|London Paralympics: Pakistan’s long-jumper aims higher|
01 September 2012
KARACHI: Pakistan failed to make an impression at the London Olympics but the Paralympics will be a different story altogether, said a confident coach Akbar Ali Mughal, adding that athlete Haider Ali’s chances were bright in the event.
Haider, who suffers from Cerebral Palsy, took part in the men’s long jump at the 2008 Beijing event and jumped 6.44 metres to take silver. Tunisia’s Farhat Chida covered the same distance but won a gold medal after six successful jumps, while Haider had two of his attempts rejected. Both scored a total of 1,104 points, a world record in the Paralympics. Now, Mughal said that Pakistan’s chances of clinching its first gold at the Paralympics rested on Haider.
“Ali is our main hope,” Mughal told The Express Tribune. “I’m hoping that all the training he has put in will help him reach new heights as planned. I won’t reveal his jumps’ distances but I’m confident that he has the potential to better the previous record.”
‘One can’t expect big things from Masih’
Pakistan’s other athlete, Naeem Masih, will be in action today in the men’s 1,500m heat and Mughal said it will not be fair to expect big things from him as the Games are his first major event.
“It’s a big occasion for Masih and we only hope that he gives his best because medals are a far cry. His best is 4:46 and he’s recorded 4:40 in training but that is far from the standards of other top athletes.”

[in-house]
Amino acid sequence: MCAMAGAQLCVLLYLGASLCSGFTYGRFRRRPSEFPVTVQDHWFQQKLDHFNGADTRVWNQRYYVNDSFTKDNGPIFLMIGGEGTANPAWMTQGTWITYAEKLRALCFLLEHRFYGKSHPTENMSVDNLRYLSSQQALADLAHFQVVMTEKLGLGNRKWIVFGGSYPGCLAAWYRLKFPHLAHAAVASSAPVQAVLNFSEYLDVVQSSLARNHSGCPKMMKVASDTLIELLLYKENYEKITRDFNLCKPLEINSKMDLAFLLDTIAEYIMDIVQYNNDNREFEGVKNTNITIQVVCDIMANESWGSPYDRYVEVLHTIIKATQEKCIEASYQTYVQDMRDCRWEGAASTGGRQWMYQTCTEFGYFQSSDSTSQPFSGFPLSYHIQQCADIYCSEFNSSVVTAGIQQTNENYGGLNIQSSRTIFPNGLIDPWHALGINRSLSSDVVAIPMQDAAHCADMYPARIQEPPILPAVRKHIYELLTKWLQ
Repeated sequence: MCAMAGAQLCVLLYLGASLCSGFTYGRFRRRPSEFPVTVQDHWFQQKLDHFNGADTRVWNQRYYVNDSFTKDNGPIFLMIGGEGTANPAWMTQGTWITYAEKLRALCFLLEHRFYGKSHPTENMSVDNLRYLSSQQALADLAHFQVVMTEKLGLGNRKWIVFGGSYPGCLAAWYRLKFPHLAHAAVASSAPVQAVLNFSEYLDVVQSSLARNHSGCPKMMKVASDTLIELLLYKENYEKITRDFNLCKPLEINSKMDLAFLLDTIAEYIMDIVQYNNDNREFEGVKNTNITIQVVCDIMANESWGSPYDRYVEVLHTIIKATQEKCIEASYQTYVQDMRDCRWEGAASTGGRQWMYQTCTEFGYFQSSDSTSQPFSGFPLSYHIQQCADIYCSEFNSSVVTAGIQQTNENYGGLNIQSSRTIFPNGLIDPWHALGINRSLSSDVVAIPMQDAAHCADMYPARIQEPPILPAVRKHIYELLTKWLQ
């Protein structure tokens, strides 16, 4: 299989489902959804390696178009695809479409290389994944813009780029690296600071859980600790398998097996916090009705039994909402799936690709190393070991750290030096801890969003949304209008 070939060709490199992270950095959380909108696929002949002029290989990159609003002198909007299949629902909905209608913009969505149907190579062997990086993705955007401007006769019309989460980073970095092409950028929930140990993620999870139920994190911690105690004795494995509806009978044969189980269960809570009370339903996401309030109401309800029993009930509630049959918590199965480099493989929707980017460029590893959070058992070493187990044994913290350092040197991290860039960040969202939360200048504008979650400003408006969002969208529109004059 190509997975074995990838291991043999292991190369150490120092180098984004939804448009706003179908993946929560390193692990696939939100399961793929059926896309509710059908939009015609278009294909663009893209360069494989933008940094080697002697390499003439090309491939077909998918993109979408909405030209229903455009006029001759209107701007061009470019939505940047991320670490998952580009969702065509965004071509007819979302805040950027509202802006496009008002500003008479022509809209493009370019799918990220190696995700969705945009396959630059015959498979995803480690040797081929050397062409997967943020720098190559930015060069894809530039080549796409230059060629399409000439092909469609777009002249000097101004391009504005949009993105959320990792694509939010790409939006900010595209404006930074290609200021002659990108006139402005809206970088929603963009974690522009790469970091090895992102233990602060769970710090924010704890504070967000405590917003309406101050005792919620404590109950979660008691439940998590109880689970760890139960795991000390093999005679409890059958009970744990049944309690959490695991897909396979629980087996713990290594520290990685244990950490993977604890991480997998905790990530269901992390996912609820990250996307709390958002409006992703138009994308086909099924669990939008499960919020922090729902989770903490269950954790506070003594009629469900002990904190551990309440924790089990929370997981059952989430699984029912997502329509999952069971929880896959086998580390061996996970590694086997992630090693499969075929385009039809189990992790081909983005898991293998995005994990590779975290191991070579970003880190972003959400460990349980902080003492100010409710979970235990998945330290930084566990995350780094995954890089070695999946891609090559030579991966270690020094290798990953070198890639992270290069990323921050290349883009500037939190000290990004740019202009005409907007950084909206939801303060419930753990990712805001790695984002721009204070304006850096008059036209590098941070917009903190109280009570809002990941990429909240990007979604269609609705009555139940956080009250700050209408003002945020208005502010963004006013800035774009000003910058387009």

Packed crowds for start of Games athletics
Meanwhile, a near capacity crowd at the Olympic Stadium greeted the first day of athletics at the Paralympics, as the first medals were contested in the field events.
Nearly 80,000 people packed into the venue in east London, roaring T54 wheelchair racers around the track in the women’s 5,000m heats.
“It was great, I’ve never experienced such a crowd in the morning. We all raced very well,” said Switzerland’s Edith Wolf, who won the second heat. “After Beijing I never thought I would have such a super cool feeling. The crowd was perfect.” Diane Roy, of Canada, who also qualified for Sunday’s final, added, “I’m very surprised. I was thinking that in the morning it would be empty but the stadium was almost full, so it was really nice.”
The atmosphere replicated that at the Olympics earlier this month, where heats also took place to a near full-house. The Paralympics, billed by organisers as the biggest and most high-profile in its history, is a near sell-out.
Elsewhere, Felicity Johnson and Stephanie Morton gave Australia another track cycling gold in the velodrome, beating Britain’s Aileen McGlynn and Helen Scott in the women’s blind and visually impaired 1km time trial.
New Zealand’s Philippa Gray and Laura Thompson claimed bronze. (With additional input from afp)
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